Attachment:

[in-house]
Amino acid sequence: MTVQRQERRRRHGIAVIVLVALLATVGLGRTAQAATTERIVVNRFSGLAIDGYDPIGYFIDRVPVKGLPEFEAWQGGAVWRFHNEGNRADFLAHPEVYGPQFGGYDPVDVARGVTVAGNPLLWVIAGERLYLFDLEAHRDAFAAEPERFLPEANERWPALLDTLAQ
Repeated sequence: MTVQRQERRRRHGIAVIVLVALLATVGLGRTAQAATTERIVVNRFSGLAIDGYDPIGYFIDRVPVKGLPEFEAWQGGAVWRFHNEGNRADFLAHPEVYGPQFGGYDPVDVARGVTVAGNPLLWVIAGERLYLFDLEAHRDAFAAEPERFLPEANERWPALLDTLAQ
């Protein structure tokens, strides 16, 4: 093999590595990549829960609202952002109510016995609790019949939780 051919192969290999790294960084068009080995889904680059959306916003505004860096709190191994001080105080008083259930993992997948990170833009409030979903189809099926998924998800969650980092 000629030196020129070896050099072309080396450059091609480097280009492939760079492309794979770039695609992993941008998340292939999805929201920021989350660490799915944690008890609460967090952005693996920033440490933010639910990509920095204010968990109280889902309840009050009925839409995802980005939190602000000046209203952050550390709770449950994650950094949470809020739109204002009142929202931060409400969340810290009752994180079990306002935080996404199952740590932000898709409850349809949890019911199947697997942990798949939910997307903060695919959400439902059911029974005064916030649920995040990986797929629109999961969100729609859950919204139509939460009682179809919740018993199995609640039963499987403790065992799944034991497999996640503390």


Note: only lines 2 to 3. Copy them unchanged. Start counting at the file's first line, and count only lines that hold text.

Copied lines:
Amino acid sequence: MTVQRQERRRRHGIAVIVLVALLATVGLGRTAQAATTERIVVNRFSGLAIDGYDPIGYFIDRVPVKGLPEFEAWQGGAVWRFHNEGNRADFLAHPEVYGPQFGGYDPVDVARGVTVAGNPLLWVIAGERLYLFDLEAHRDAFAAEPERFLPEANERWPALLDTLAQ
Repeated sequence: MTVQRQERRRRHGIAVIVLVALLATVGLGRTAQAATTERIVVNRFSGLAIDGYDPIGYFIDRVPVKGLPEFEAWQGGAVWRFHNEGNRADFLAHPEVYGPQFGGYDPVDVARGVTVAGNPLLWVIAGERLYLFDLEAHRDAFAAEPERFLPEANERWPALLDTLAQ